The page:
Written or not, is Obama’s security promise to the GCC binding?

Obama may have been dodging the initial question on why a more solid agreement was not made

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In a recent interview with Al Arabiya News Channel, U.S. President Barack Obama said it would be “cumbersome” for the United States to draft a treaty to defend its Gulf allies – because he would have to seek Congress’ approval.

Instead of a treaty, the president opted for a written statement to defend its GCC allies in the event of aggression. But is this statement a binding agreement?


According to Professor Kevin Gray, who teaches international law at the American University of Sharjah, the statement would be binding upon the U.S. But former Republican Congressmen Michael P. Flanagan believes it would not be, adding that “the only way at this time” that such a promise would be fully kept is with “both a Republican Congress and a Republican president in office at the same time.

The joint statement reads: “In the event of such aggression or the threat of such aggression, the United States stands ready … to determine urgently what action may be appropriate, using the means at our collective disposal, including the potential use of military force, for the defense of our GCC partners.”

While the above “written agreement” is binding upon the U.S., according to Gray, Obama does not need Congress’s approval to make the pledge.

The lack of a formal treaty between the U.S. and GCC on the matter provides no framework for making sure the guarantee is “enforced.” Should the United States fail to act if there is aggression, it would be hard to say if it failed to meet its security obligations towards the GCC that have been created by the “statement.”

The agreement however is an attempt “to show is that they are committed and recommitting to the security of the Gulf States from an external threat,” Salman Shaikh, director of the Brookings Doha Center said.

Shaikh added: “It’s not very well defined though what that external threat is.”

Why not put it in a treaty?

Obama told Al Arabiya’s Nadia Bilbassy in the exclusive interview: “If you’re asking why not provide a formal treaty…the treaty process is very cumbersome, requires congressional approval, and it’s not necessary in this situation in order for us to be able to accomplish the goals that we wanted to meet.”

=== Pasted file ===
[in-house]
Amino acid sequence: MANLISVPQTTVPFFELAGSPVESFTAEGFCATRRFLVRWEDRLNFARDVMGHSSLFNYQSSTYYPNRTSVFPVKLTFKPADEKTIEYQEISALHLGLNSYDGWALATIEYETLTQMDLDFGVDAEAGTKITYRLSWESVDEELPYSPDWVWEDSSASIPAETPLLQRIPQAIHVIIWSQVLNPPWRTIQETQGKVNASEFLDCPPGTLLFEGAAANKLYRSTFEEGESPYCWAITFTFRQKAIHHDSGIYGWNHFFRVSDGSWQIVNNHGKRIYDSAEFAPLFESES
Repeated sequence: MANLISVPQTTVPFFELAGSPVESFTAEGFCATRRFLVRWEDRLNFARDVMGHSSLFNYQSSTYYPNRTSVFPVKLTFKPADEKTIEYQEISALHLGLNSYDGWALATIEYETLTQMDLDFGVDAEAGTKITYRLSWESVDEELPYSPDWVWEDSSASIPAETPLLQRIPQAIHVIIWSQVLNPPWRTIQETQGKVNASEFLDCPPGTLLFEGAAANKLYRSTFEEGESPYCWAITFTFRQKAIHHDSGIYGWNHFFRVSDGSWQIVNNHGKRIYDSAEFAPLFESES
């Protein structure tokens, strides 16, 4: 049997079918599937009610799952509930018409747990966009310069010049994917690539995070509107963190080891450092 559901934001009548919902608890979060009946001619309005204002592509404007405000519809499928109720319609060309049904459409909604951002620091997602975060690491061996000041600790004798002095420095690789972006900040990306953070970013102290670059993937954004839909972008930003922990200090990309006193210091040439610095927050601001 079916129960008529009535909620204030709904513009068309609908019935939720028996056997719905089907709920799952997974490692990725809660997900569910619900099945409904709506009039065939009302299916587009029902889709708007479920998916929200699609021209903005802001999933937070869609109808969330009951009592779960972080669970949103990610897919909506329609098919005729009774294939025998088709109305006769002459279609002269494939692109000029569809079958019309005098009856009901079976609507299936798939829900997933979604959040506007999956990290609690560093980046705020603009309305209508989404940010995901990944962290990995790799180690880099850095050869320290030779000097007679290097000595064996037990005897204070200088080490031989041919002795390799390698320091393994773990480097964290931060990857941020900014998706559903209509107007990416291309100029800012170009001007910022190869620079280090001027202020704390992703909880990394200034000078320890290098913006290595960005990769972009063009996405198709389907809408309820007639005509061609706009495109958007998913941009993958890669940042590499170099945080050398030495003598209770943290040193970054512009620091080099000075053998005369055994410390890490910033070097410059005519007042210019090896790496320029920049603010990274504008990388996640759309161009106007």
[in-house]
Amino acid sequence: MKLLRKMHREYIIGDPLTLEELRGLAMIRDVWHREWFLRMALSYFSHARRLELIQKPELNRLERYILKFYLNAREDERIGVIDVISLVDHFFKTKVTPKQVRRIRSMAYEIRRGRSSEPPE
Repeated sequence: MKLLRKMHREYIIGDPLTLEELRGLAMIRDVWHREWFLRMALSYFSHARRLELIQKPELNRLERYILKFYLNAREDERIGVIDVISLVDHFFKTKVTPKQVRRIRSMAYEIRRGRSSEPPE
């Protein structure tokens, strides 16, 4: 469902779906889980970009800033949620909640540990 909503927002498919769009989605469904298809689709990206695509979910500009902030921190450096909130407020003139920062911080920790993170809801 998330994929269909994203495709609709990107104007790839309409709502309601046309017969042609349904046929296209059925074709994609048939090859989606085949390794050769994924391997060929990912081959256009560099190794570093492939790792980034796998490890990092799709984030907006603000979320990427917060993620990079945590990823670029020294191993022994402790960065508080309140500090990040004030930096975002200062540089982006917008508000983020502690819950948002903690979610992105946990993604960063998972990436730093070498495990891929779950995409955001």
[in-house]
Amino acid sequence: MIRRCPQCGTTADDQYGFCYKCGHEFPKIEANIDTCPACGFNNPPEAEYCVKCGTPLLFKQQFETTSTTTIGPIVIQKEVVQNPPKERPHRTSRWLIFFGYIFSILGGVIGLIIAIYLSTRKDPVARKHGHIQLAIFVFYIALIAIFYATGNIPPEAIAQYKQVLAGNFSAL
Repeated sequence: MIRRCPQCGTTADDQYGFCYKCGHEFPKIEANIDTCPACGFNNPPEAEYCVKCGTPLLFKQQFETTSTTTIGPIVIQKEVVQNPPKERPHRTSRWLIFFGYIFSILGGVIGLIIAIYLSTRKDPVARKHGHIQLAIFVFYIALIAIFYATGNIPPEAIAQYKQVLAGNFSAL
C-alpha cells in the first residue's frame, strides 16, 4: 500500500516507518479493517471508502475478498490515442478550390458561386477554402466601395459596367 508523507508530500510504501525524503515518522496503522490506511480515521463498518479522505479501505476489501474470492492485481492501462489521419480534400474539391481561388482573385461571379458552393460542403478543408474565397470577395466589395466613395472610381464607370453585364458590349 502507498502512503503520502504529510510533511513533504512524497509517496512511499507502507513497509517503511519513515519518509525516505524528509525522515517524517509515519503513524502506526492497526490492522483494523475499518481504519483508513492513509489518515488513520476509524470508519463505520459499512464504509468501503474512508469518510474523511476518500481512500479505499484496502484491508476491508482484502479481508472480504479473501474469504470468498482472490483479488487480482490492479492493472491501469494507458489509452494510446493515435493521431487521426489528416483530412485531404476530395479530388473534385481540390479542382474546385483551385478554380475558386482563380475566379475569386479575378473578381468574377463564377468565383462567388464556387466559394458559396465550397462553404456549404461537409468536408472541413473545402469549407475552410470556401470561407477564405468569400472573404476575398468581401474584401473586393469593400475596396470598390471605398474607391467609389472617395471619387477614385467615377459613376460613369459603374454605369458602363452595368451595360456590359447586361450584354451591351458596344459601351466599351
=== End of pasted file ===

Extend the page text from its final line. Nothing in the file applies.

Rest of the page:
But Obama may have been dodging the initial question on why a more solid agreement was not made.

By pointing to the “cumbersome” Congressional process through which a treaty would have to go through, he effectively “obfuscated” and avoided the discussion of setting the pledge in stone as part of a treaty, Flanagan told Al Arabiya News.

Would a treaty have meant the U.S. would be obliged to fulfill duties towards the Gulf even after Obama leaves office?

“Any mere statement to bind a future President or Congress is all but meaningless,” Flanagan said.

“The formality of the agreement will have little practical difference. I believe that the reason that President Obama does not talk about this matter as a promise to intervene (largely unreported here in the United States) is that he is all but sure that it will never come up – at least not in the next 19 months.”

Flanagan also believes “the only way at this time” that such a promise would be fully kept is with “both a Republican Congress and a Republican president in office at the same time – Like the 2000s and the Iraq and Afghanistan campaigns.”

Branding the enemy

Separate from the lengthy process the president would have to go through, Professor of Political Science at UAE University Abdulkhaleq Abdullah said Obama is hesitant to explicitly label Iran as an enemy, which contradicts an earlier interview Obama had with pan-Arab newspaper Asharq al-Awsat.

In the interview, the president had labeled Iran as a "state sponsor of terrorism," which raises questions as to why he did not appear to label Iran as a threat at Camp David.

To produce a treaty, “there has to be an explicit threat and an enemy,” Abdullah said adding “I don’t think the president wants to go on record considering Iran by name, as a threat or a danger or an enemy.”

“From my reading of Obama, I think, his gut feeling he feels that Iran is a good country, he thinks Iran is not a destabilizing force,” he added.

While Abdullah said he believes the GCC states got what they had aimed for at the summit, “they didn’t get the maximum of what they wanted.”

The ideal product the GCC would have preferred at the end of the Camp David summit was a “very clear sharp statement by the president that Iran is a destabilizing force,” he told Al Arabiya News.

Obama’s refusal to identify Iran by name as the source of threat, prompted Shaikh to describe the statement as “work in progress.”

“So that’s why you’ve got the words work and working at least five or six times…This is very much a work in progress. Other than trying to reassure and give the right updates [on Iran nuclear talks] and perhaps slightly upgrade this, I don’t think this is a bigger commitment than that,” he added.

Watch Al Arabiya's full interview with U.S. President Barack Obama here

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